5 Sources Of Indoor Air Pollution You Can Fix TODAY
Did you know that the air inside your home can actually be more toxic than the air outside?
The World Health Organization estimates that up to 3% of the world’s disease burden is caused by indoor air pollution (source)!
Nowadays, people spend a lot more time indoors than our grandparents and great grandparents did. Possibly even up to 90% of a person’s time is spent indoors if they are homebound, have a job that requires them to work indoors, or are home with small children much of the time.
It’s not necessary to constantly expose yourself and your family to indoor air pollution. Once you know the sources and possible consequences, you can take steps to reduce or remove them from your home.
The Sources Of Indoor Air Pollution + The Problems They Cause
#1 — Poor or Dirty Ventilation
Air that moves and circulates is cleaner air. Stale, stagnant air can be toxic air. This is why most home’s see a rise in indoor air toxicity in the winter time — because homes are shut up to keep the cold out.
With homes being closed up all winter long, toxins like off-gasses from furniture and carpeting, smoke from candles or wood stoves, and odors build up in the home because they have nowhere to go.
In addition, if you use central forced air to heat and cool your home but neglect to clean or change your filters, your own HVAC system is simply circulating dust, dander, dust mites, and even mold spores throughout your home.
In the summer time, warm, still air and humidity is the perfect breeding ground for mold — and any type of mold in your home’s air is toxic! If your home doesn’t have forced air conditioning to remove humidity from your indoor air (like our home), this can cause all kinds of problems — especially mold.
Consequences of Poor or Dirty Ventilation: Breathing problems, respiratory conditions, including asthma, dry or sore throats, sinus problems, allergies, sneezing, possible mold exposure.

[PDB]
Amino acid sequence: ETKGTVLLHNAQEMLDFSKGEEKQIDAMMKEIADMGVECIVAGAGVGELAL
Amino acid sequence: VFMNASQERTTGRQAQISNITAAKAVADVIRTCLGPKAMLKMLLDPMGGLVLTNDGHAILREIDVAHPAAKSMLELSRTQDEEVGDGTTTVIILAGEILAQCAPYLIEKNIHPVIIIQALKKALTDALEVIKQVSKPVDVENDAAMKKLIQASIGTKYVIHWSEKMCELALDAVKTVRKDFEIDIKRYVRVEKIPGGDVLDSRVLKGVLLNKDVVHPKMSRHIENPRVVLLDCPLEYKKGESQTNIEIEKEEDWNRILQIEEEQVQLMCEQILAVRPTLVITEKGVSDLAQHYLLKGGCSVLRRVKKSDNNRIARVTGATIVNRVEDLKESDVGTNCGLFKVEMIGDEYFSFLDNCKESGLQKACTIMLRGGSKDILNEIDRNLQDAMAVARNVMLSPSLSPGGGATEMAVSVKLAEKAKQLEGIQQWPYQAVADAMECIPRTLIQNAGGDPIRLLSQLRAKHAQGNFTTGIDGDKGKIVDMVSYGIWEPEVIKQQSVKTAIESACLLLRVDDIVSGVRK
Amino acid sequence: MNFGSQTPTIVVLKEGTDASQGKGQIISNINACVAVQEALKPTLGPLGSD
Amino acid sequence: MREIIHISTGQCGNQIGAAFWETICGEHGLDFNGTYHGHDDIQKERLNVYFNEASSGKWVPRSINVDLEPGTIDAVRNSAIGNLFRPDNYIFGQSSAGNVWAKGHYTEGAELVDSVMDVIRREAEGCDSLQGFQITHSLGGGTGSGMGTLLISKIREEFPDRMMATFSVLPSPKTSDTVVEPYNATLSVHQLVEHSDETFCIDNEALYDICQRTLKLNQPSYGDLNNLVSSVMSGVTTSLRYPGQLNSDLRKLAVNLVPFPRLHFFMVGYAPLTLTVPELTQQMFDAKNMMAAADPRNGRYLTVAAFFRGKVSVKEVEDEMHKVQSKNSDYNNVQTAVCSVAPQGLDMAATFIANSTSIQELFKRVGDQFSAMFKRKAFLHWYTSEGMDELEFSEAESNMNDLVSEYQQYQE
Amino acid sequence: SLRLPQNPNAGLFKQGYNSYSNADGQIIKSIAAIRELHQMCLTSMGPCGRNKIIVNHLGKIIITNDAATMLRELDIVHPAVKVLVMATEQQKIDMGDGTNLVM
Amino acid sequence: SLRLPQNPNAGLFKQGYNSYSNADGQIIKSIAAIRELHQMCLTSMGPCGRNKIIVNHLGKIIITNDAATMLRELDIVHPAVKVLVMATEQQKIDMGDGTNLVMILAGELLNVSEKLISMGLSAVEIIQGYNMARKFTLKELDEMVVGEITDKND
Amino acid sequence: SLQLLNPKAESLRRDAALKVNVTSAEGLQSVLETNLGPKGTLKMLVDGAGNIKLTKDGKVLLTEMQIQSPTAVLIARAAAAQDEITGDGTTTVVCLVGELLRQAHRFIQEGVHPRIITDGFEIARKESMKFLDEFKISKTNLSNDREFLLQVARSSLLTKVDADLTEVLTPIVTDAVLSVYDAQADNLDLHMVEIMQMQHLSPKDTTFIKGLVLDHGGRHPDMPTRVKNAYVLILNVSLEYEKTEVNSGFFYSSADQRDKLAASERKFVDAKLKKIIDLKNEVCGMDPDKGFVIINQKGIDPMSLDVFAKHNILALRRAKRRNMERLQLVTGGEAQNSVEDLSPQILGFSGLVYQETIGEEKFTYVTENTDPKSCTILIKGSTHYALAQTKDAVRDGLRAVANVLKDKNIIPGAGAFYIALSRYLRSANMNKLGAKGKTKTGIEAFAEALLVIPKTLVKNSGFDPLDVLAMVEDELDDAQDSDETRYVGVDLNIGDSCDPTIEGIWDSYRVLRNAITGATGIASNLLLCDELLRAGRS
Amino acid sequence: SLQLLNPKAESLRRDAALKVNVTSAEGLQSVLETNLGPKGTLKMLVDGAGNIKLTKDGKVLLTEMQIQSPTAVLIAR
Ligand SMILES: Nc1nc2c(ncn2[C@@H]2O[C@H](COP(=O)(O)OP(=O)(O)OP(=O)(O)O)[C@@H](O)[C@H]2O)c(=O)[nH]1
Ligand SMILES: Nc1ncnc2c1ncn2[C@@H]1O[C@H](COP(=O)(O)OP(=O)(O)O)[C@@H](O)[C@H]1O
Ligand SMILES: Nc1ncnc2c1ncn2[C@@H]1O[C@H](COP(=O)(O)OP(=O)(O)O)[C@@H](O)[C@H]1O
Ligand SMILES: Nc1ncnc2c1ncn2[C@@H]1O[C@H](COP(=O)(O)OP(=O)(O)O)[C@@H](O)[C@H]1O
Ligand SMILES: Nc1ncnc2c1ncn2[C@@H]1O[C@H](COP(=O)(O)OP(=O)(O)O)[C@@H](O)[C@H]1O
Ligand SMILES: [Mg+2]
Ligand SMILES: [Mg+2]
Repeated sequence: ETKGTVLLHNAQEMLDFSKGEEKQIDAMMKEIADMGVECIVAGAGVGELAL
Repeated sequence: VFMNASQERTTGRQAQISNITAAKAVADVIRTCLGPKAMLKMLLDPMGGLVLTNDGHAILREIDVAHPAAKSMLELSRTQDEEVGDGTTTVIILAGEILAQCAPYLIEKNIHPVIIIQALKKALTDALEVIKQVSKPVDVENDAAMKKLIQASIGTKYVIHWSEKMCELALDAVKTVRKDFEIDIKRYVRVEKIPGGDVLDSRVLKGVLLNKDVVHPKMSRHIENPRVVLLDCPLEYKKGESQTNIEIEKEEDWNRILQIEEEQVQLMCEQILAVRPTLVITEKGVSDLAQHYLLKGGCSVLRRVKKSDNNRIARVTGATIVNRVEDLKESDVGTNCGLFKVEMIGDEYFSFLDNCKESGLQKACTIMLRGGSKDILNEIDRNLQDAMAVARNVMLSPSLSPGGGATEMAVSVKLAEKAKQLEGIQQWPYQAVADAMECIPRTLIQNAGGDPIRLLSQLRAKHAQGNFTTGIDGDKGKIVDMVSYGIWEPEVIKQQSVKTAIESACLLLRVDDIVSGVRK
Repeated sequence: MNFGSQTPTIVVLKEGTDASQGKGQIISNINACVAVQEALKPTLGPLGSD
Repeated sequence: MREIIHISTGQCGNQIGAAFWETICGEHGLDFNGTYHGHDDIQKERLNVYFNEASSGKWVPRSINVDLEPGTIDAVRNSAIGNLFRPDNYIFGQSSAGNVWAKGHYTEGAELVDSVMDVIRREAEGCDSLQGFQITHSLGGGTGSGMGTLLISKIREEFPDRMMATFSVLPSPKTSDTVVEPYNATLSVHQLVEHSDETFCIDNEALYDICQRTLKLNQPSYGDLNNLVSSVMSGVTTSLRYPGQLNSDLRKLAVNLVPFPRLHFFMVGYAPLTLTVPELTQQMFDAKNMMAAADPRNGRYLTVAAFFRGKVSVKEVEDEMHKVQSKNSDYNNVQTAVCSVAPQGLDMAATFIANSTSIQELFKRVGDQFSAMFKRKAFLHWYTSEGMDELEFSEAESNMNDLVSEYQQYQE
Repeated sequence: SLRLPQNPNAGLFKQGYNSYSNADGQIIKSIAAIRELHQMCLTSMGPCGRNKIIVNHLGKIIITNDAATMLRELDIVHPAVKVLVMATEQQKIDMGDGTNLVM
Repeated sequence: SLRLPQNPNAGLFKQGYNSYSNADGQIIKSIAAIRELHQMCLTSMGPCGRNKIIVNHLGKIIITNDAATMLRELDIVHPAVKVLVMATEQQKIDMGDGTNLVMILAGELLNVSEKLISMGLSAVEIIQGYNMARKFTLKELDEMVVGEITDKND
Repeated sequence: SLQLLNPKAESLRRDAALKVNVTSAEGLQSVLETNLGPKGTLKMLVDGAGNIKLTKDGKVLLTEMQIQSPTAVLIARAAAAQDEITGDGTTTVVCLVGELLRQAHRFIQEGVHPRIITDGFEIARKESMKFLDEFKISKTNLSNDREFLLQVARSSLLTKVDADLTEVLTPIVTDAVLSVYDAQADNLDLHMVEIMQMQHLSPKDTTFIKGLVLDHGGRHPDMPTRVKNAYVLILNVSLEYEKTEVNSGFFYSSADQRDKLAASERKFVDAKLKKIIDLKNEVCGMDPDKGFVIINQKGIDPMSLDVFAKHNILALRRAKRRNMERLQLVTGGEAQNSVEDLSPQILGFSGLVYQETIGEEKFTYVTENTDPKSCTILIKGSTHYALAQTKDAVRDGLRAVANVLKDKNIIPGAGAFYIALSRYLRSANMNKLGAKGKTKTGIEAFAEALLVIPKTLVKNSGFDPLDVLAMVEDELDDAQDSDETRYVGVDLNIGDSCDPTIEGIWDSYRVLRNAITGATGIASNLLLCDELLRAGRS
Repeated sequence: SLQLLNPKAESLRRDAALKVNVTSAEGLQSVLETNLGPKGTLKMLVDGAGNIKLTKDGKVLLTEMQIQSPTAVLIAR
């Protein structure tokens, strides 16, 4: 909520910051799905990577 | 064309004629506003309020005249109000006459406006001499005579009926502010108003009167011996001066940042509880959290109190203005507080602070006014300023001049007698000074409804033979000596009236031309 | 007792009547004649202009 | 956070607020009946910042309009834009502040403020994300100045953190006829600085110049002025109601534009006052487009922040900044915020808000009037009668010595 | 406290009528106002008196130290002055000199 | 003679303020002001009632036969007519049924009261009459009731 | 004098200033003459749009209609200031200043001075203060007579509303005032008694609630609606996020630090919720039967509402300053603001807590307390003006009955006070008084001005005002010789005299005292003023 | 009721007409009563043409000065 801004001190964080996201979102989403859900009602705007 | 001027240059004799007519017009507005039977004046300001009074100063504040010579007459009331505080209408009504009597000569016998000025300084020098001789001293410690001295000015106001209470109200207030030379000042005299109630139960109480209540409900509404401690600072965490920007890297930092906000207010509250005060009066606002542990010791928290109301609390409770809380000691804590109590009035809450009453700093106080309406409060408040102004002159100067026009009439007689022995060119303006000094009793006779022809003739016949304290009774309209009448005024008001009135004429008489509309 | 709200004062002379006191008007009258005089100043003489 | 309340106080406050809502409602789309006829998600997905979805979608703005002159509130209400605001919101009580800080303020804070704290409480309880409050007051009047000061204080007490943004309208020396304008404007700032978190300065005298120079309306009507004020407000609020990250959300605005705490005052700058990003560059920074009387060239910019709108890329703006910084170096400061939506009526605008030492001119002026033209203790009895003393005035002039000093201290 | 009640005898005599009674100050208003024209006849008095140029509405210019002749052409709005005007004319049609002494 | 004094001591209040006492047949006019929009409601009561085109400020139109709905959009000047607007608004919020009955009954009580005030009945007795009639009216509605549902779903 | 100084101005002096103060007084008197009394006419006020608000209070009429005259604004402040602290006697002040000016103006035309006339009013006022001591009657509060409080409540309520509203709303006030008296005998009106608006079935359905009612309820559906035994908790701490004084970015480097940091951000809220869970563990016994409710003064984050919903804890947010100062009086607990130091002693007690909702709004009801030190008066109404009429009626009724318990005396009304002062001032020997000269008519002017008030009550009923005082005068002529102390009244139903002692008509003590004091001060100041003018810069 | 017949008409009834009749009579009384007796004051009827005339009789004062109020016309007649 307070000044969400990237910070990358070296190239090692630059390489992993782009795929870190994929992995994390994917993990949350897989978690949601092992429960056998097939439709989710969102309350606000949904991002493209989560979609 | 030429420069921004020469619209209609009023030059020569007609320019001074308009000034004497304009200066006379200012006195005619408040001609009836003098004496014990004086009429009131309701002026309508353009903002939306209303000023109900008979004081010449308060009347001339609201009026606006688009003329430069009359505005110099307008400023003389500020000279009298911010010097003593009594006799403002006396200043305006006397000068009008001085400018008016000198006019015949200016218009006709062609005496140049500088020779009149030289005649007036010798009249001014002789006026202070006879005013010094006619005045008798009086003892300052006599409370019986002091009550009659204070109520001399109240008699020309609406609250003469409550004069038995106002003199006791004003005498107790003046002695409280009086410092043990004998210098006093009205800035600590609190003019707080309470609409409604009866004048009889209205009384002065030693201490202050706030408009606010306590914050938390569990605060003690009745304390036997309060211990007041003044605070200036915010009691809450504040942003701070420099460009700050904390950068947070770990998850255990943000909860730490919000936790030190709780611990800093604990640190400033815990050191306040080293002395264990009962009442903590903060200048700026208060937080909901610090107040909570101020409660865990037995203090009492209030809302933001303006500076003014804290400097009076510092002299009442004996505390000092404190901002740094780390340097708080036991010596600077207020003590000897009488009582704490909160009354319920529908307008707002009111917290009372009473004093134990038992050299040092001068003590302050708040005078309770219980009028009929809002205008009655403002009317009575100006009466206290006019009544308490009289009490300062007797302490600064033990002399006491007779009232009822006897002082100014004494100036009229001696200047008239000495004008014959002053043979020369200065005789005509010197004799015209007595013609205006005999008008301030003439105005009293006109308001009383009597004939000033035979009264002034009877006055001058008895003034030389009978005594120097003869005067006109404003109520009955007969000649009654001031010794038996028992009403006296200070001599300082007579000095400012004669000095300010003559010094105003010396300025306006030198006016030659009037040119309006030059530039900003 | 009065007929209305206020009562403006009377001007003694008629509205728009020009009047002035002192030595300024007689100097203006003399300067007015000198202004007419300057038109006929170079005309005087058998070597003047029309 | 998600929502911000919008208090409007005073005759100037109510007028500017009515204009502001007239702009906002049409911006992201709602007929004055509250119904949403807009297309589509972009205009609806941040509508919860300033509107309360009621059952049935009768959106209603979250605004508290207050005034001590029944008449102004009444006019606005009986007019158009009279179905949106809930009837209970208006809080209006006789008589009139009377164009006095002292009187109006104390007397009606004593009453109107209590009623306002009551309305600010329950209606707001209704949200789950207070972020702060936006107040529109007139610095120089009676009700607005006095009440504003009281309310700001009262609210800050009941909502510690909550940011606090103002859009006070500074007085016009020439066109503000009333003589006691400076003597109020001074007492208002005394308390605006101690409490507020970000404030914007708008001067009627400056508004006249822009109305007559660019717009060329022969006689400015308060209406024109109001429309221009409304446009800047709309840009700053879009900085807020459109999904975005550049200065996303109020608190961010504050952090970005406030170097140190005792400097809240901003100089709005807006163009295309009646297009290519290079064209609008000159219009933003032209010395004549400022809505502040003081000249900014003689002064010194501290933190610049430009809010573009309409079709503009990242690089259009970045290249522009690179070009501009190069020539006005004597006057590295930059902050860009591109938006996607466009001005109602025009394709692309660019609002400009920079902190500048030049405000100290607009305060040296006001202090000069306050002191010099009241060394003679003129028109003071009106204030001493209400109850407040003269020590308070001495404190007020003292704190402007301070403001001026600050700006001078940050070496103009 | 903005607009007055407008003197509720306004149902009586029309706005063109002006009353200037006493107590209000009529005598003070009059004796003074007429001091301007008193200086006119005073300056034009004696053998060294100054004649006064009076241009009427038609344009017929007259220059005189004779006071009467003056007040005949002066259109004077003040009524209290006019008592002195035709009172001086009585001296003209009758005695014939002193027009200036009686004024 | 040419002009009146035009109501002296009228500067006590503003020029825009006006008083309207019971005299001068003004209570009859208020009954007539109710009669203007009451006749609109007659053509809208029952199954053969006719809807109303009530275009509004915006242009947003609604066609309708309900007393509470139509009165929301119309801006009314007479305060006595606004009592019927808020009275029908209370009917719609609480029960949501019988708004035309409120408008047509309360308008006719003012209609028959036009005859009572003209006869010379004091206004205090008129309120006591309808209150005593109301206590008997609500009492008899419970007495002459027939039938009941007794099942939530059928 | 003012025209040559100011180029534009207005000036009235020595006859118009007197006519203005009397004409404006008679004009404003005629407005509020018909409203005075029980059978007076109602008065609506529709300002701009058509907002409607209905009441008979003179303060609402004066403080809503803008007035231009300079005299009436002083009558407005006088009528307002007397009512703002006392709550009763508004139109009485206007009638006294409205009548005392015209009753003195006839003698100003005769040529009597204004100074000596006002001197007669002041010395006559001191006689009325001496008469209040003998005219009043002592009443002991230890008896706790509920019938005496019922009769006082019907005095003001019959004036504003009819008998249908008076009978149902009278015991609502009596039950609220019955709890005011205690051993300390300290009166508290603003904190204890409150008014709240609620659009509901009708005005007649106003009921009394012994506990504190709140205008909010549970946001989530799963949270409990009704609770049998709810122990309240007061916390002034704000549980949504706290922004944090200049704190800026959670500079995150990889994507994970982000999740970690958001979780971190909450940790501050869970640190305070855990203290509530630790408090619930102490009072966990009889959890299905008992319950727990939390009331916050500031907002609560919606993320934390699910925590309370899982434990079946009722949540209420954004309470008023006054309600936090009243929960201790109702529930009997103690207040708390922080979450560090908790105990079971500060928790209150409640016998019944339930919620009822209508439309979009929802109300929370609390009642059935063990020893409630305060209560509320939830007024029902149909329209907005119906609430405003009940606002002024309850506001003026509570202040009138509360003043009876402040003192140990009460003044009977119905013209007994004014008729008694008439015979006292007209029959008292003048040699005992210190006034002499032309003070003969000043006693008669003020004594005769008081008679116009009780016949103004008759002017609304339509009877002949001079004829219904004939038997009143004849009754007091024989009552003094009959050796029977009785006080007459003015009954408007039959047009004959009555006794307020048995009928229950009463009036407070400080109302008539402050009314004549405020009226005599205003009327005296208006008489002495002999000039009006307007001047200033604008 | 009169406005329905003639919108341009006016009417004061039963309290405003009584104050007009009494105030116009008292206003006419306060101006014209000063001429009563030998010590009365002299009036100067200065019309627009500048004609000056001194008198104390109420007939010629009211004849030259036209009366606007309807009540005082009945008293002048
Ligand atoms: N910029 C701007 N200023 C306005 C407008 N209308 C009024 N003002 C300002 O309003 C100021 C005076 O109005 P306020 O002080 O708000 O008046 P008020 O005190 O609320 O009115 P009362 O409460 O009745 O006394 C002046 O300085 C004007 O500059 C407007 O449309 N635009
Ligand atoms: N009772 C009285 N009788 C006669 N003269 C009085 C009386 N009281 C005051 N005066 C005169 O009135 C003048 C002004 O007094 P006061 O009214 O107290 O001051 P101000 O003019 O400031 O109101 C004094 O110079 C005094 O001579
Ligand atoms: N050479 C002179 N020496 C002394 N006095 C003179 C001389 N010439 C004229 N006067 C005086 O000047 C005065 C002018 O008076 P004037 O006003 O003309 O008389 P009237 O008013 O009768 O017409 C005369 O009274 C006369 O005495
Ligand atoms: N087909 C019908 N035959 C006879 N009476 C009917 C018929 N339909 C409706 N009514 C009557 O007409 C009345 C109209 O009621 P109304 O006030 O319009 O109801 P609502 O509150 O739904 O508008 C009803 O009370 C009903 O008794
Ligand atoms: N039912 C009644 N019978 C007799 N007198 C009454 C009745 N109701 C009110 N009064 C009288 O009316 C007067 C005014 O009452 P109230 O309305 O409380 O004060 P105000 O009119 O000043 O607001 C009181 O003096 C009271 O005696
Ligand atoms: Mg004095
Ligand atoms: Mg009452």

How To Fix This Today
- Regularly check and change the filters for your HVAC system. Don’t go with the cheapest filter you can find. Rather, invest in filters that have good reviews for catching even microscopic particles. If, after a few months of regular use, your HVAC filter isn’t very dirty, it’s NOT doing its job. More allergens, dust, mold spores, and dander are making it through the filter than being trapped in it — and that’s a problem.
- Weather-permitting, open windows as often as possible. Even in the winter time, it won’t make your house too cold to open your windows for 5 to 10 minutes each day and let in a little fresh air. Toxins can escape while your home is filled with fresh, clean air.
- Utilize fans to keep your home’s air circulating. Ceiling fans and even box fans move the air, preventing it from becoming stale and stagnant. Just make sure to keep fan blades cleaned too!
- Invest in a dehumidifier to use during hot, humid months if you don’t have central air conditioning. The most ideal spot for your dehumidifier is in the moistest area of the house. In our home, that’s our basement. Make sure the dehumidifier is large enough to cover the square footage of the most humid area. Our house is a perfect rectangle that’s 2,200 square feet — making our basement 1,100 square feet, so our dehumidifier has to be able to handle the moisture from that amount of square footage.
#2 — Fumes From Cleaning Products
Commercial cleaning products like Lysol, Clorox, 409, Windex, or Pine Sol (There are literally hundreds I could name!) that make our homes smell squeaky clean are actually just bad chemistry experiments in shiny packaging.
All those things that you think are making your home smell fresh and clean are a major contributor to indoor air pollution — especially in the winter when their vapors have nowhere to go.
These chemicals are TOXIC. There’s a good reason why they have warning labels and should be kept locked in cabinets where small children can’t accidentally ingest them. They’re even harmful if they come into contact with skin! Inhaling them is no different.
Consider your laundry products too.
Dryer sheets, smelly good laundry detergent, and commercial fabric softener may make your clothes and towels smell nice, but that only means that your body and house are getting a constant supply of the chemicals that comprise these scents. Did you know dryer sheets contain chloroform?!